The Saturday night ‘free show’
I’ve taken a lot of razzing over the past few decades because of my passion for a TV show everyone in the universe thinks is a big joke. I refer to a masterpiece from the 1970s called "The Waltons." I'm so nuts about this tearjerker, I even dragged an old television set to our hobby farm in Trempealeau County, so I would not miss one single episode during our three-month summer vacation at our little version of Walton’s Mountain, a hilly, worthless 40-acre farm just outside the metropolis of Pigeon Falls, pop. 196.
My sophisticated colleagues at Augsburg College snickered behind my back. My Chicago- bred wife shook her head in disbelief when I dragged the TV out on the lawn to sip a cool brew and watch the activities of John, Olivia, Grandma and Grandpa and all those kids as they battled the Great Depression in rural Virginia. I even wrote a fan letter to Miss Michael Learned, who played Olivia.
She sent back an 8-X-11-inch glossy which I treasure. She looks like a person who could have lived in rural Virginia during the Depression.
As I’m watching, Grandpa Walton, played by Will Gere, auectionately pats his wife's bottom and receives a withering Baptist glance for his troubles. The moths swarmed around the TV screen, reminding me of the last occasion I had sat outside on a blanket mesmerized by images on a silver screen, in- terrupted by night creatures flitting back and forth before the movie projector’s lens.
The occasion was "Free Show." It hap pened every Saturday night for many years and was recently revived by the Pigeon Falls Chamber of Commerce — maybe in hopes of reviving a dying town that sprang to life on those Saturday nights. On your typical day, the Pigeon Falls "Loop" was drowsy enough. Here an old dog sunning itself in the tiny parking lot fronting then Dew Drop Inn. Over there, old fellows swapping tall tales in Iver Johnstad’s Barber Shop. A young buck dickering with Ray Hagen over a spotless fender skirted ‘38 Chev. A Farmall H quietly chugging in front of tiny Pigeon State Bank while its owner cashes his milk check.
But on Saturday night and dusk, cars began hurtling into the hamlet.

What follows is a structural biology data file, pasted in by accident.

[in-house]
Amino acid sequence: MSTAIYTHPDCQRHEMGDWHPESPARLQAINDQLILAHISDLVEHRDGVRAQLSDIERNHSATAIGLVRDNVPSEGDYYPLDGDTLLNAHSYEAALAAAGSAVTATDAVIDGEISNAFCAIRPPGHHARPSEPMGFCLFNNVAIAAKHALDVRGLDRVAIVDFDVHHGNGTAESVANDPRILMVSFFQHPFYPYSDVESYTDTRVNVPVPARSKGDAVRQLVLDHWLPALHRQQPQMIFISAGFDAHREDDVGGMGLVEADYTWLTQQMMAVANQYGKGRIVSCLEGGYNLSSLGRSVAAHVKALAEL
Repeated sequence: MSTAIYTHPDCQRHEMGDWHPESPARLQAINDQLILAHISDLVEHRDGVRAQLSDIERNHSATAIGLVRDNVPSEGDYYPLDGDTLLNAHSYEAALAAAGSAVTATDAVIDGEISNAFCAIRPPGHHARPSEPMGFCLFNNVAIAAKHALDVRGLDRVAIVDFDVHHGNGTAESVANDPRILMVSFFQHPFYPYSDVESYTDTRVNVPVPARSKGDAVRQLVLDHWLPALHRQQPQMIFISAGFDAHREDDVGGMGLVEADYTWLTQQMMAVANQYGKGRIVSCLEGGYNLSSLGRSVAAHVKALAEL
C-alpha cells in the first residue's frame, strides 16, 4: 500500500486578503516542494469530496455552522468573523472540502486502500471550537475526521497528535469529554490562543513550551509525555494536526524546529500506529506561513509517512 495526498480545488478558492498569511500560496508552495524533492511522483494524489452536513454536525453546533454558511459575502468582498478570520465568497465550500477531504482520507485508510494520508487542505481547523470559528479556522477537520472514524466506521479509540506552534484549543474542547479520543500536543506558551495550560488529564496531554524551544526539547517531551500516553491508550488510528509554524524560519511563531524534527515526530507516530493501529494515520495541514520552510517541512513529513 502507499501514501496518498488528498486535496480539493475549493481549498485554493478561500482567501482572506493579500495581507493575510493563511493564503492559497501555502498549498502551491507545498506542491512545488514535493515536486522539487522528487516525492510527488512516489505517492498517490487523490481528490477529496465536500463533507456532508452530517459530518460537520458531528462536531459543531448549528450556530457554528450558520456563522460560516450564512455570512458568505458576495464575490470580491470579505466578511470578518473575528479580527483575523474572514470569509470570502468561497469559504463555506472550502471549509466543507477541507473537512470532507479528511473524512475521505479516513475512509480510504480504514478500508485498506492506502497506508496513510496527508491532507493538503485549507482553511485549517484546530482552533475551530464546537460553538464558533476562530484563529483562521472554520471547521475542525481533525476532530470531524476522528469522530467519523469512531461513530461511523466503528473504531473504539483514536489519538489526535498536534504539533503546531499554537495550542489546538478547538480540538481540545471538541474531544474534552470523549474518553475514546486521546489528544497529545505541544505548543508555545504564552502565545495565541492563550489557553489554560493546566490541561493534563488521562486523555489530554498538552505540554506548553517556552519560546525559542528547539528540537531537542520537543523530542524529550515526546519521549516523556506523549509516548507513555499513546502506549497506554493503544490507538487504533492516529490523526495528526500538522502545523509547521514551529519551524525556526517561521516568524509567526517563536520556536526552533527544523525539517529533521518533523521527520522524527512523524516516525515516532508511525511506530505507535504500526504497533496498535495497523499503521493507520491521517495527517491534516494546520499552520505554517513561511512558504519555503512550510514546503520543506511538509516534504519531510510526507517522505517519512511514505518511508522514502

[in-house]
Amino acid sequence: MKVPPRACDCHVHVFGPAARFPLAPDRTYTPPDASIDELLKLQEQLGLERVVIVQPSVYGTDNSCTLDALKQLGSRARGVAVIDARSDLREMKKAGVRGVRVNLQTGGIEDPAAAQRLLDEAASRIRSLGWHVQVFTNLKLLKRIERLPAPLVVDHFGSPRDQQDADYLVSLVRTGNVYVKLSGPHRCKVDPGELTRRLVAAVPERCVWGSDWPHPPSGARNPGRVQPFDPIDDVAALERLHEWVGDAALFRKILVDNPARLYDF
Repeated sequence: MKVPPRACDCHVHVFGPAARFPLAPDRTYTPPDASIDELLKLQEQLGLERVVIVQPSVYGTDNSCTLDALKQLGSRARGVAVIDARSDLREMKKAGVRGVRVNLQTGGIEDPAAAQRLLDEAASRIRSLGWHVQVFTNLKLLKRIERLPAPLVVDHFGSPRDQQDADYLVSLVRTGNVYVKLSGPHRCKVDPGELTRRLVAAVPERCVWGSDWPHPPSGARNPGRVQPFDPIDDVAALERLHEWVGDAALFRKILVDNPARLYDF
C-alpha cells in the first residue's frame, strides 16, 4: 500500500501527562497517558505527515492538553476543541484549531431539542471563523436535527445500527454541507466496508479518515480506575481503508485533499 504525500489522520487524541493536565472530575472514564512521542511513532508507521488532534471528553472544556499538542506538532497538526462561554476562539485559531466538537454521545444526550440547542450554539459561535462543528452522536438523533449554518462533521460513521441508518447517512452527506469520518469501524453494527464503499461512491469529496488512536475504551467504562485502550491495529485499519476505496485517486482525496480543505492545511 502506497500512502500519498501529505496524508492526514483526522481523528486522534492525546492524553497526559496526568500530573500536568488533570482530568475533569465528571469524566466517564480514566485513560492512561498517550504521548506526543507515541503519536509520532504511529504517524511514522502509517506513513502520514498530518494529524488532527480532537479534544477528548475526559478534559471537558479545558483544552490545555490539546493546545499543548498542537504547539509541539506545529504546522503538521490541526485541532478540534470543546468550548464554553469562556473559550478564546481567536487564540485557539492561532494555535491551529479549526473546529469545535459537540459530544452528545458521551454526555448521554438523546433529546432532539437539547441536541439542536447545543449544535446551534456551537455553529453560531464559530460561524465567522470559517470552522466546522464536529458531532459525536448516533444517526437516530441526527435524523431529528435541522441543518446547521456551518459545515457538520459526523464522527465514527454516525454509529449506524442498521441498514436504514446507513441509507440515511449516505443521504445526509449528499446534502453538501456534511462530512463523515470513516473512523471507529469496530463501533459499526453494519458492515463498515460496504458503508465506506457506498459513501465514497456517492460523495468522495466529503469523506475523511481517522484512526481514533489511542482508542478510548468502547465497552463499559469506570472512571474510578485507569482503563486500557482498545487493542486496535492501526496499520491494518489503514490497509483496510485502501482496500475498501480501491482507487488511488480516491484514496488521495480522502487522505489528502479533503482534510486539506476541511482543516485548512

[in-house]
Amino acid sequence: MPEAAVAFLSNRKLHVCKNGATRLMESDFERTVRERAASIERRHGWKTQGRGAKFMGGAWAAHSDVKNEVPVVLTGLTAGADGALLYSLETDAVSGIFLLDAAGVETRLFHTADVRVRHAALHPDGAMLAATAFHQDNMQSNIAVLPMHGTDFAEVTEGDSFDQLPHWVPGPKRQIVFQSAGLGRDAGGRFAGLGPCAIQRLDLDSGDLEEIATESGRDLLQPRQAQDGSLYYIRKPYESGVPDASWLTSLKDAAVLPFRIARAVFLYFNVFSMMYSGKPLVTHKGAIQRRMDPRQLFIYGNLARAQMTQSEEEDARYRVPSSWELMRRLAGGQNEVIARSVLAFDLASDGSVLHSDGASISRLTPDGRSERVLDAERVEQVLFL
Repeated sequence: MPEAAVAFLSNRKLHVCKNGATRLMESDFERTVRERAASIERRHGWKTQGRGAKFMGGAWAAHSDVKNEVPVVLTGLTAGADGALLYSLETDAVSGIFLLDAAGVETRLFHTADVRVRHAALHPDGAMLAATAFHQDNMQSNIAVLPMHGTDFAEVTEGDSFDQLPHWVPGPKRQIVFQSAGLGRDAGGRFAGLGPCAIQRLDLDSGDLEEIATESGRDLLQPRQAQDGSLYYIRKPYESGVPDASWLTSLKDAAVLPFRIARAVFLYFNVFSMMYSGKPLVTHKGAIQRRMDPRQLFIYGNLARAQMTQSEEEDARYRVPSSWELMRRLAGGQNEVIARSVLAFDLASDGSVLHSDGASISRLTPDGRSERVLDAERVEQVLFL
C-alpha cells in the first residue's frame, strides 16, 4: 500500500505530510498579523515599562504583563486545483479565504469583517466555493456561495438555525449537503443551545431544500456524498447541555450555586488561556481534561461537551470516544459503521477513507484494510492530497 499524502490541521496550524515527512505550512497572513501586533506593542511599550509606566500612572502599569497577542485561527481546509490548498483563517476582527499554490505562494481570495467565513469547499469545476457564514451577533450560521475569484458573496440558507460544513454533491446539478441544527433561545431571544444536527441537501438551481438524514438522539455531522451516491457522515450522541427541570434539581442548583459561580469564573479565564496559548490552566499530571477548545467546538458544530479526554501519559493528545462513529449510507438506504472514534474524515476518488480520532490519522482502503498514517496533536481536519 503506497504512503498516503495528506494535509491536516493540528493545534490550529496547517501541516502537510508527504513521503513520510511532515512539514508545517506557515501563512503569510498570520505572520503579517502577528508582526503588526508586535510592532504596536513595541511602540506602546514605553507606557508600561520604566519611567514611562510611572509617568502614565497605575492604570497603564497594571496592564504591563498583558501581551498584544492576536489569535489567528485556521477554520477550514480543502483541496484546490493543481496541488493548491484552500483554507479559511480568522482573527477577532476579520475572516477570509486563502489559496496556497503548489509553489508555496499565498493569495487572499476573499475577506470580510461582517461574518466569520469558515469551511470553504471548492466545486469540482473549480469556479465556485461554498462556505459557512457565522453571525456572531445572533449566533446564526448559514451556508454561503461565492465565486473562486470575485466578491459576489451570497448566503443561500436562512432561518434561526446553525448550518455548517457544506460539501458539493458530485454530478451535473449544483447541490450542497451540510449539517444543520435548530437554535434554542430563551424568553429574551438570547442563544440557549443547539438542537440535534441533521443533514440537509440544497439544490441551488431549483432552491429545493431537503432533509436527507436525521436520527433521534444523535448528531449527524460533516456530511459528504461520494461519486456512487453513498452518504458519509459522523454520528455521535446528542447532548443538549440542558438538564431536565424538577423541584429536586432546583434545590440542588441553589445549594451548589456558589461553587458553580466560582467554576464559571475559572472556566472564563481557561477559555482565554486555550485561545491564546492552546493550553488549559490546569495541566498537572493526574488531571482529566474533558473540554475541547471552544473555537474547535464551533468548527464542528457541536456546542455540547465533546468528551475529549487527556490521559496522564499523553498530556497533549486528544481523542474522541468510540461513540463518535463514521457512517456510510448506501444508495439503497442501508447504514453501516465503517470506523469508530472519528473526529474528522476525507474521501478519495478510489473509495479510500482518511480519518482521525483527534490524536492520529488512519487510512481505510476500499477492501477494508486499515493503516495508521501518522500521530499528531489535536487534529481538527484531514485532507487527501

Free show was underway!
Teenagers from Hixton came in ‘41 Fords with furry dice hanging above the dash.
Oldtimers from Schermmehorn chugged up in mint-condition Model A’s. A newlywed farmer and his wife made it all the way from Poker Coulee to show ou their new Chevy sedan, its trunk handle announcing that it was equipped with "Powerglide." Farmers, clad in overalls, white shirts, dress shoes, sport coats and brown hats stood in front of the Dew Drop. Seeing a neighbor, they’d ask the inevitable Norwegian ques- tion: "Aare yew in town tew?" Then back into the Dew Drop for as many beers as they could safely down before the wives came looking. Meanwhile, mothers scurried up and down the aisles at P. Ekern’s, buying canning lids, thread, "boughten" bread, hoping not to miss the "Pete Smith's Specialty" or to lose a ripe young daughter to that wild fellow with the yellow Dodge convertible.
And the rest of us? We sat on old blankets, anticipating the ten-year-old movie we were about to see. Would it be a "Hopalong," a "Red Ryder/Little Beaver," a "Bobbsey Twins," or the one we saw last year about John L. Sullivan, starring Ward Bond? “He was so terrible to drunk, I hear." Mrs. Frems tad whispered to Grandma.
Two hours later, Free Show over, Pigeon Falls closed down for another week and we all went home, pondering Sunday morning milking, church later and the promise that next week we'd see "Girl of the Limberlost." The familiar Waltons theme music interrupted my reverie and Ruth said, “Well, that one wasn't such a bad episode, Dave." "Ah, er, no, no, not bad at all." "Of course," she added. "No one ever lived that way—making such a big deal about going all the way to Charlottesville, Virginia, to see movie!" “Ah, no, of course not. Never happen in real life!"
Dave would like to hear from you. Phone him at 715-426-9554.
BY DAVE WOOD